Thursday, September 4, 2014

A fish tale from the 'Wish I'd taken a photo' file



I spent a bit of time on Wednesday editing an article for the UNC Charlotte Urban Institute website about a unique fish that’s been around since the Jurassic Period and swims in North Carolina waters and throughout the eastern United States. It’s called a bowfin.

The New York State Department of Environmental Conservation website calls it the “disrespected living fossil.” It’s the lone survivor of a group of fish dating to the dinosaur era.

In the article I was editing, nature writer Crystal Cockman gives plenty of interesting info. Such as: The fish can – I am not making this up – breathe air, as it has both gills and a sort of lung.

My fish story is this: I caught one of these weird fish in south Arkansas when I was 12. We were visiting my grandparents in Smackover, Ark. – no I am not making up the name of that town, either – and were fishing in Smackover Creek.  We were using worms for bait, because that’s all we ever used, and bobbers and cane poles. I thought I must have hooked a large catfish, but a very feisty one. It fought like crazy and was fun to catch. When I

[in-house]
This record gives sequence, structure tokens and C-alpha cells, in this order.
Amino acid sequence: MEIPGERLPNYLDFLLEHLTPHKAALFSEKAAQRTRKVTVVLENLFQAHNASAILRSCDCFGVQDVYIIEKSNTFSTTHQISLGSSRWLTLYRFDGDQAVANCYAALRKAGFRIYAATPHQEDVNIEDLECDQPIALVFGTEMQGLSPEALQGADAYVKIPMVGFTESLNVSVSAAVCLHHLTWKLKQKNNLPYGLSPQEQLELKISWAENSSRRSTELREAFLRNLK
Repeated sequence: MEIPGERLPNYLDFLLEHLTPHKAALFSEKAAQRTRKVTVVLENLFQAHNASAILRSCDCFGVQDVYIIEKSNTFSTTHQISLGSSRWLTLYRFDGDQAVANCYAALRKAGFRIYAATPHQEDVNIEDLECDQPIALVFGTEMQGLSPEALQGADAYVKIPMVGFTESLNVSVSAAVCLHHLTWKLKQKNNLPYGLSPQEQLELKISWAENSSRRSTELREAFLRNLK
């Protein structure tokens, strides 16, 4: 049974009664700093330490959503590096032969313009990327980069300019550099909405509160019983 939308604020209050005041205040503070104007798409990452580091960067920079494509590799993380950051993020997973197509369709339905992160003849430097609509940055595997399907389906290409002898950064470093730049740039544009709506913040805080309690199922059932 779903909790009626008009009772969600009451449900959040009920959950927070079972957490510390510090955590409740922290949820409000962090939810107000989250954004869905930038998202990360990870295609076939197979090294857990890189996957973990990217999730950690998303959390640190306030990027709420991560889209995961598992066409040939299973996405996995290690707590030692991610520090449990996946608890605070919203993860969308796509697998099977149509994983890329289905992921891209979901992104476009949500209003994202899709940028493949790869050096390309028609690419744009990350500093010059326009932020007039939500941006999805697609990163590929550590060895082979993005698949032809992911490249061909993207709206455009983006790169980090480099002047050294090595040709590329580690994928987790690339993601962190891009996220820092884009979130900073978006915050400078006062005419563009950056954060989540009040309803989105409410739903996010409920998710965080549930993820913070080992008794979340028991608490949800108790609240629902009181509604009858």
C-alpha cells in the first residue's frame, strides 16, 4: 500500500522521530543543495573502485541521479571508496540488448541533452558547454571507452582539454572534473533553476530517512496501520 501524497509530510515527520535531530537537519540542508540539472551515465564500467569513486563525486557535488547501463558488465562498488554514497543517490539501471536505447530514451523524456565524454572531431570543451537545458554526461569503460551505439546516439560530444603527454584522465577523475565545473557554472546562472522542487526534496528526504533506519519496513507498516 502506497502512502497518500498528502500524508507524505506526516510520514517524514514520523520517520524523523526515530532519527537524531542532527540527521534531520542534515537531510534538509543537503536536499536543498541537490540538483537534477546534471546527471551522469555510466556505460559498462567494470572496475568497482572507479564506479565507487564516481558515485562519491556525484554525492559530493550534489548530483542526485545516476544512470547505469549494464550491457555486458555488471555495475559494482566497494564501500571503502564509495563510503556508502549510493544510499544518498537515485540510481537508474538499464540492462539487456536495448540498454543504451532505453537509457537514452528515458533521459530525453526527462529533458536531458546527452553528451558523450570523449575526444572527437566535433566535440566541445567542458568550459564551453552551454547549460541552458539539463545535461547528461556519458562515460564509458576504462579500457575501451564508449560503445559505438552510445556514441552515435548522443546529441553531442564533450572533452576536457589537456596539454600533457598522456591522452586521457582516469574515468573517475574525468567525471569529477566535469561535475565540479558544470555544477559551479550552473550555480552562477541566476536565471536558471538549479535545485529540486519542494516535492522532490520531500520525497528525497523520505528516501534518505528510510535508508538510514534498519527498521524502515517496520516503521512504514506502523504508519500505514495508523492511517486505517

Thursday, August 28, 2014

'Do not try to design neighborhoods through a computer screen'



The photo at right arrived about 10 days ago from Davidson-based transportation planner John Cock.
Cock and I were among a group of fans of the late Warren Burgess, who died at age 56 in May 2005.

The plaque was installed a few weeks ago beside a bald cypress tree that had been planted in his honor in Davidson’s Roosevelt Wilson Park shortly after Burgess died.

Burgess – or Warren, as I’m more comfortable saying – was for more than 20 years an urban designer on the staff of the Charlotte-Mecklenburg Planning Commission. He was Davidson town planner from 2000 to 2003. To this day, he has a fan club of sorts, people like Cock and former Davidson planner Meredith Judy whom Warren mentored, as well as other urban designers and planners in the area, like David Walters, the just-retired head of UNC Charlotte’s Master of Urban Design program.

You may have noticed over the years that there are some occupations that lend themselves to memorial plaques,

Thursday, August 7, 2014

Here's one list Charlotte isn't on - and ought to be